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Many Adoptions in Japan are Not About Raising Children

This post is by Sayuri Umeda, a foreign law specialist who covers Japan and various other East Asian and Southeast Asian countries. She has previously written posts for In Custodia Legis on various topics, including testing of older drivers in Japan, English translations of post-World War II South Korean laws, laws and regulations passed in the aftermath of the Great East Japan Earthquake, and the regulation of fugu (pufferfish) in Japan. She has also highlighted our collections related to Japanese family law and Cambodian law. 

Meijijingu, a family. (Photo by Flickr user huw-ogilvie, Nov. 29, 2009.) Used under Creative Commons License, https://creativecommons.org/licenses/by-nc/2.0/.

Meijijingu, a family. (Photo by Flickr user huw-ogilvie, Nov. 29, 2009.) Used under Creative Commons License, https://creativecommons.org/licenses/by-nc/2.0/.

While growing up in Japan I never thought that many adoptions took place there. I had never met an adopted classmate during my childhood. However, I recently learned that Japan has the world’s second highest adoption rate with more than 80,000 adoptions per year. The country with the highest rate is the United States. (Chiaki Moriguchi, Why Does Japan Have a Small Number of Adopted Children?, in Arata na risuku to shakai hosho [New risks to our lives and social security], 53, 55 (Toshihiro Ibori et. al. eds., 2012) (in Japanese).)

So, where are all these Japanese adopted children?

Not many young children are actually adopted in the country. In Japan, most people who are adopted are adults. (Chiaki Moriguchi, Child Adoption in Japan, 1948-2008: A Comparative Historical Analysis, 61(4) Economic Review 342, at 344 (Oct. 2010).) However, this does not mean there are not many children in need of protection who could potentially be helped through adoption. In 2003, there were 36,000 children in need of protection, but only 7% of these children were adopted or placed in foster care. In comparison, in the United States, there were 520,000 children in need of protection, and 28% of them were adopted or under long-term foster care. Of the children needing protection in Japan, about 53% will stay in institutions until they can become independent. (Why Does Japan Have a Small Number of Adopted Children?, supra, at 54.) However, the Japanese government has started promoting foster care for children in need of protection, and the ratio of children under foster care has recently significantly increased. (Ministry of Health, Labour and Welfare, Tasks and Future of Social Care (Summary), at 10 (in Japanese).)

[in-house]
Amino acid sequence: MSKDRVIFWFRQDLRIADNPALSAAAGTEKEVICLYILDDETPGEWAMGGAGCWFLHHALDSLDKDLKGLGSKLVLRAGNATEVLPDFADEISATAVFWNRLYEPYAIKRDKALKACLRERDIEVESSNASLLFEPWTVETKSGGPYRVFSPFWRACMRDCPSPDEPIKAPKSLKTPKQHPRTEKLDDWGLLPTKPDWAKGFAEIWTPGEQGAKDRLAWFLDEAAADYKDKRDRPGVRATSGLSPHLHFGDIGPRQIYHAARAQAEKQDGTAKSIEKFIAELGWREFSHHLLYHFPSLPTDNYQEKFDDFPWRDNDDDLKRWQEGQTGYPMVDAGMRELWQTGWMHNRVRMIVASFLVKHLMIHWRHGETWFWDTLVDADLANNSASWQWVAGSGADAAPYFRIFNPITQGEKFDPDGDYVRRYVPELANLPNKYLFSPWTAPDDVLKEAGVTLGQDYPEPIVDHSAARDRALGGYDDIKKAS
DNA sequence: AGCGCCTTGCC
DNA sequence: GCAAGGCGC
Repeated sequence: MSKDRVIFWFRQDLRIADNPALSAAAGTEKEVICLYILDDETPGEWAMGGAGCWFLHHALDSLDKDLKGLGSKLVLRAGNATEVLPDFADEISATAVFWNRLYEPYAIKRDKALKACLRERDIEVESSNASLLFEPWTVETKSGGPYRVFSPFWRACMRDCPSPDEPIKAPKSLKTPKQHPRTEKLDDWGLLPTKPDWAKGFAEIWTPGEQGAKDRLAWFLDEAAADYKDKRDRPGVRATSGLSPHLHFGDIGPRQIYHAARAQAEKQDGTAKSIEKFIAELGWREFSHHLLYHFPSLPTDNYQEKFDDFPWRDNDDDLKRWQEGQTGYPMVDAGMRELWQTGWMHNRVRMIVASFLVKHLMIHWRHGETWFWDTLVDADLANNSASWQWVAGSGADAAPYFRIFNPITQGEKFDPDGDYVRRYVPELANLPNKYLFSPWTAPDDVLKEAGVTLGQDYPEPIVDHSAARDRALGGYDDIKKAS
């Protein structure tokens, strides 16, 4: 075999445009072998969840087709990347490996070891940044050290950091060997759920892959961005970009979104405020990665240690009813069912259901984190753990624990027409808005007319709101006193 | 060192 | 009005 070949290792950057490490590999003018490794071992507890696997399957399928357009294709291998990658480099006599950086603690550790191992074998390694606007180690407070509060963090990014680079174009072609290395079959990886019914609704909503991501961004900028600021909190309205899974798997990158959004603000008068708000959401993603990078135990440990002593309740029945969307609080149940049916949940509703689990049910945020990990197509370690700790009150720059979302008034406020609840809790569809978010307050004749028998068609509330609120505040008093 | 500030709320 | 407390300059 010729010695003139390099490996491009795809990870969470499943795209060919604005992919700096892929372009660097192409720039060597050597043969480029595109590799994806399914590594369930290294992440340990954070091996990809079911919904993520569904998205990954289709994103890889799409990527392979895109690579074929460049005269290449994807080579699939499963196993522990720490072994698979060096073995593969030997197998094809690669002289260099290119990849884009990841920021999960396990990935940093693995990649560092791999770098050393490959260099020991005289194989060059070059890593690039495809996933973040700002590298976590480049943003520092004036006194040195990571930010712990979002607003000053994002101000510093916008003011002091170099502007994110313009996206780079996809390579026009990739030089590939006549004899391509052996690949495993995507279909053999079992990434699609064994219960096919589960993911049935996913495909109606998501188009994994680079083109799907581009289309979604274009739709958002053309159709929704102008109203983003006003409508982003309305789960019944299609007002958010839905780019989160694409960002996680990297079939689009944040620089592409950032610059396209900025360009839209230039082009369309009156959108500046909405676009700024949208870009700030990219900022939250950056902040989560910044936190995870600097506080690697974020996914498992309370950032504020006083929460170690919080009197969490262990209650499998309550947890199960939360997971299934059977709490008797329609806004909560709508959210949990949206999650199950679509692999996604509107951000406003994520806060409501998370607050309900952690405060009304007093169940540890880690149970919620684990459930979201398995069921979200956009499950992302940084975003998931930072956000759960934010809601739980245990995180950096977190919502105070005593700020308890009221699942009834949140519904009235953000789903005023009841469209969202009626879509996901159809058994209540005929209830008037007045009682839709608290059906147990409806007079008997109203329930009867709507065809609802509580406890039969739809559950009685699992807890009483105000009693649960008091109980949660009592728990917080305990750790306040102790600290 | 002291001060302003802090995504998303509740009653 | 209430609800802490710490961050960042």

One of the reasons the number of adoptions has not increased is that the parents of children in institutions do not agree to their children being adopted. This may be because they can see their children at any time if the children are in institutions. Another reason could be that public child counseling offices do not have the necessary expertise and experience to arrange adoptions. (Yasuhiro Okuda, Genko ho no hubi to rippo jujitsu [Shortcomings of current law and reality]in Yoshi engumi assen [Mediation of Adoptions] 1, at 5 (2012).)

The adoption of an adult who is younger than an adoptive parent is possible in Japan. (Civil Code, Chapter IV, Act No. 222 of 1947, amended by Act No. 71 of 2016, art. 793.) In fact, it is easier to do this than to adopt a minor, as adopting a minor requires court permission unless the minor is the person’s lineal descendant. (Id. art. 798.) As of 1982, about 70% of adopted adults were men in their 20s and 30s. It is assumed that many of these young men were adopted to succeed the house/family and family business of the adoptive parent. (Why Does Japan Have a Small Number of Adopted Children?, supra, at 57.) In earlier times, the old Civil Code had a muko yoshi (son-in-law adoption) system where a man who married a woman was adopted by her parents. (Civil Code, Ch. 4 & 5, Act No. 9 of 1900, art. 788, para. 2. See also, Regarding Entry of Muko Yoshi Adoption-Marriage on Family Registry, Anzai Judicial Scrivener Office (in Japanese, last visited Mar. 1, 2017).) Muko yoshi was used typically when a household did not have proper male successor. (Satoshi Sakata, Historical Origin of the Japanese Ie System, Chuo Online (Jan. 28, 2013).)

It seems that the situation has not changed much in recent years. Figures show that 98% of adoptions in Japan do not require court permission. This number includes children adopted by stepparents and grandparents; therefore, they are not all adult adoptions. (Child Adoption in Japan, 1948-2008, supra.) The ages of those adopted were not specified, so it unclear what proportion might be younger men adopted for family business succession purposes.